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document and reference that can inform or enlighten us upon the main subjects of Byron's life and writings. In the poems the practice of giving in notes the rough drafts and rejected versions of passages and lines, so as to show the poet at work, seems to us not altogether fair to him, and is occasionally distracting to those readers who enjoy a fine picture without asking how the colours were mixed, or are not anxious about the secrets of a good dinner. Yet to students of method, to the fellow-craftsman, and to the literary virtuoso, these variant readings, of which there are sometimes four to a single line, may often be of substantial interest, as throwing light on the tendencies and predilections of taste which are the formative influences upon style in prose or poetry.

Probably the most favourable circumstance for a poet is that he should only be known, like the Divinity of Nature, from his works; or at least that, like Wordsworth, he should keep the noiseless tenour of his way down some secluded vale of life, whereby his poems stand out in clear relief like fine paintings on a plain wall. Is there any modern English poet of the first class, except Byron, whose entire prose writings and biography are bound up in standard editions with his poetry ? The question is at any rate worth asking, because certainly there is no case in which the record of a poet's private life and personal fortunes has so greatly affected, for good or for ill, his poetic reputation. Those who detested his character and condemned his way of living found it difficult to praise his verses; they detected the serpent under every stone.

For those who were fascinated by the picture of a reckless prodigal, always in love and in debt, with fierce passions and a haughty contempt for the world, who defied public opinion and was suspected of unutterable things—such a personality added enormous zest to his poetry. But now that Byron's whole career has been once more laid out before his countrymen, with light poured on to it from every cranny and peephole, those who take up this final edition of his life and works must feel that their main object and duty should be to form an unbiassed estimate of the true value, apart from the author's rank and private history, of poems which must always hold a permanent place in the high imaginative literature of England.

It may be said that every writer of force and originality traverses two phases of opinion before his substantive rank in the great order of merit is definitely fixed : he is either depressed or exalted unduly. He may be neglected or cheapened by his own generation, and praised to the skies by posterity; or his fame may undergo the inverse treatment, until he settles down to his proper level. Byron's reputation has passed through sharper vicissitudes than have befallen most of his compeers; for though no poet has ever shot up in a brief lifetime to a higher pinnacle of fame, or made a wider impression upon the world around him, after his death he seems to have declined slowly, in England, to a point far below his real merits. And at this moment there is no celebrated poet, perhaps no writer, in regard to whom the final judgement of critics and men of letters is so imperfectly determined. Here is a man whom Goethe accounted a character of unique eminence, with supreme creative power, whose poetry, he admitted, had influenced his own later verse-one of those who gave strenuous impulse to the romantic movement throughout England, France, and Germany in the first quarter of this century, who set the fashion of his day in England, stirred and shaped the popular imagination, and struck a far resonant note in our poetry. Yet after his death he suffered a kind of eclipse; his work was much more unduly depreciated than it had been extolled; while in our own time such critics as Matthew Arnold and Mr. Swinburne have been in profound disagreement on the question of his worth and value as a poet. Nor is it possible for impartial persons to accept the judgement of either of these two eminent artists in poetry, since Arnold placed Wordsworth and Byron by anticipation on the same level at this century's end, whereas Wordsworth stands now far higher. And the bitter disdain which Mr. Swinburne has poured upon Byron's verse and character, though tempered by acknowledgement of his strength and cleverness, and by approbation of his political views, excites some indignation and a sympathetic reaction in his favour. One can imagine the ghost of Byron rebuking his critic with the words of the Miltonic Satan, “ Ye knew me once no mate For you, there sitting where ye durst not soar;' for in his masculine defiant attitude and daring flights the elder poet overtops and looks down upon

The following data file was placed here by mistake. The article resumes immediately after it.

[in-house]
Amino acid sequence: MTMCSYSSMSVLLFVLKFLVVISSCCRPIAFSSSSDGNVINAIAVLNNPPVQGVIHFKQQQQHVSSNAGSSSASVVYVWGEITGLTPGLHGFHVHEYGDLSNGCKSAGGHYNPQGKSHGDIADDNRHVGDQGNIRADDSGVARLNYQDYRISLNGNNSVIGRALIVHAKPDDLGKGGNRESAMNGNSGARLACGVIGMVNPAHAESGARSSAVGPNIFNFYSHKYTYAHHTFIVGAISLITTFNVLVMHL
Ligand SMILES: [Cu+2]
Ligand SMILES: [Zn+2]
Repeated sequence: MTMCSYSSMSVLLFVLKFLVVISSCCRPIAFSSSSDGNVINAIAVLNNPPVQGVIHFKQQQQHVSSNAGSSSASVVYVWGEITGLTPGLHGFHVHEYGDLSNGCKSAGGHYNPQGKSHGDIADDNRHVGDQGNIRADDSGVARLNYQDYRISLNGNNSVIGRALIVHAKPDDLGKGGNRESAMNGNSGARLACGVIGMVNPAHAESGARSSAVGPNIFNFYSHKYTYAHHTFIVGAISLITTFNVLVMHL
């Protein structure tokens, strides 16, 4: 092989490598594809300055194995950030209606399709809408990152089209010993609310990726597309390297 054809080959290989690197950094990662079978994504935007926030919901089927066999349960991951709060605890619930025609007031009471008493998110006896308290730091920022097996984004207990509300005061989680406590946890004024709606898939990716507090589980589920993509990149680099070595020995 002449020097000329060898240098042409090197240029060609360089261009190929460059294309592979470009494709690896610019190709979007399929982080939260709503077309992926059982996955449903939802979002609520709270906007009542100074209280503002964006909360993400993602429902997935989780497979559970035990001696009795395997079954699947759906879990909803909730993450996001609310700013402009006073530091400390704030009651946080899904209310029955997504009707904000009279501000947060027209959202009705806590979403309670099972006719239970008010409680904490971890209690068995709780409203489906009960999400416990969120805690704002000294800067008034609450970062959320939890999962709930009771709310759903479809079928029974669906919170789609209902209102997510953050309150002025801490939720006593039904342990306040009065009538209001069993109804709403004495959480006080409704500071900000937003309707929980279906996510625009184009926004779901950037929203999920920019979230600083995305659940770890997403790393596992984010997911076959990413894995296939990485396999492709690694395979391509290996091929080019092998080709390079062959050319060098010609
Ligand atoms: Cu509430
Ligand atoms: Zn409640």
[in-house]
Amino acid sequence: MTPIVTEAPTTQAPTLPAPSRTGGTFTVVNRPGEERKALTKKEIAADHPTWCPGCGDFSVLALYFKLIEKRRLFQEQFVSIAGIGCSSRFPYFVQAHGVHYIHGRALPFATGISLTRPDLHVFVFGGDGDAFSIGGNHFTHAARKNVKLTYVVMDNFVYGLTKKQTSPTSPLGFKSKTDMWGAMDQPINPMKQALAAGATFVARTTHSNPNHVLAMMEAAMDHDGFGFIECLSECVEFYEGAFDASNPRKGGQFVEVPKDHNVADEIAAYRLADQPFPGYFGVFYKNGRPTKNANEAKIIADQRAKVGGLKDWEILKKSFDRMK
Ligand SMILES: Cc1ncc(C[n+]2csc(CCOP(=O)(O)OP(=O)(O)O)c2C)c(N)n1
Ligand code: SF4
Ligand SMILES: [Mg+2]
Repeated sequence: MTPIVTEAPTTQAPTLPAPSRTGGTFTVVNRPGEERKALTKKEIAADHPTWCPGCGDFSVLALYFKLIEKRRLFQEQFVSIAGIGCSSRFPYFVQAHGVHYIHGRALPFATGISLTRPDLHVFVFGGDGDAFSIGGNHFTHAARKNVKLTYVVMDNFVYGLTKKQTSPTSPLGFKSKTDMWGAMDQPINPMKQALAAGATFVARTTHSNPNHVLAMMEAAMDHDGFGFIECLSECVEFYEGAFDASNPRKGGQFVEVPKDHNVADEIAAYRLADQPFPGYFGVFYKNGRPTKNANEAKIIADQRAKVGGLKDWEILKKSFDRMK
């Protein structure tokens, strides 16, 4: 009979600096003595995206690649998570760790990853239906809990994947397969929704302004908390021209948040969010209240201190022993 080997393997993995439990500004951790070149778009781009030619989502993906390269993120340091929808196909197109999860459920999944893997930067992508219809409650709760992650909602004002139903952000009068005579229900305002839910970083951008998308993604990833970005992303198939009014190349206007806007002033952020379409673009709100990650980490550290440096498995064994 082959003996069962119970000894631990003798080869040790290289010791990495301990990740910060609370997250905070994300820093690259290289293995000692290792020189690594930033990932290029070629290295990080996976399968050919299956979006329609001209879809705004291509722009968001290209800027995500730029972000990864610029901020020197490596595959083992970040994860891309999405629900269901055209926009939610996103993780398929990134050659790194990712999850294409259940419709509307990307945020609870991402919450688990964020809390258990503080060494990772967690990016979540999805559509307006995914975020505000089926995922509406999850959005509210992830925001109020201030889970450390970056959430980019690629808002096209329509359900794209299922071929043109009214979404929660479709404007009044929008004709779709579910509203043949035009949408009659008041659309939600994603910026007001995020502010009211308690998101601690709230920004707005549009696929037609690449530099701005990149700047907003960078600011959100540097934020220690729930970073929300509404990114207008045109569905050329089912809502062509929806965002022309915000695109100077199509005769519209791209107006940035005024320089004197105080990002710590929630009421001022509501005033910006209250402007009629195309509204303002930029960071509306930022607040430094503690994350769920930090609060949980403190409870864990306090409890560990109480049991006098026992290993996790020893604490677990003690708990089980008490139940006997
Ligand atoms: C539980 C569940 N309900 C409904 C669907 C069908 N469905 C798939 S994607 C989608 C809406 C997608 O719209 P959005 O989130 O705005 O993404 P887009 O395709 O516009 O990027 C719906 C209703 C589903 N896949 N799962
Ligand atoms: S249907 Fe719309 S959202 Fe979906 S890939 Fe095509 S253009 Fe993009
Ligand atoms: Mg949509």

the fine musical artist of our own day. Some of the causes which have combined to lower Byron's popularity are not far to seek. The change of times, circumstance, and taste has been adverse to him. The political school which he so ardently represented has done its work; the Tory statesmen of the Metternich and Castle


reagh type, who laid heavy hands upon nations striving for light and liberty, have gone down to their own place; the period of stifling repression has long ended in Europe. Italy and Greece are free, the lofty appeals to classic heroism are out of date, and such fiery high-swelling trumpet notes as

* Yet, Freedom ! yet thy banner, torn, but flying,

Streams like a thunderstorm against the wind,' fall upon cold and fastidious ears. • The day will come, said Mazzini in after-years, 'when the democracy will ac

knowledge its debt to Byron;' but the demos is notoriously ungrateful, and the subject races have now won their independence. The shadow of discouragement and weariness which passed over sensitive minds at the beginning of this century, a period of political disillusion, has long been swept away by the prosperity and sanguine activities of the Victorian era ; and the literary style has changed with the times. Melancholy moods, attitudes of scornful despair, tales of fierce love and bloody revenge are strange and improbable to readers who delight in situations and emotions with which they are familiar, who demand exactitude in detail and correct versification; while sweet harmonies, per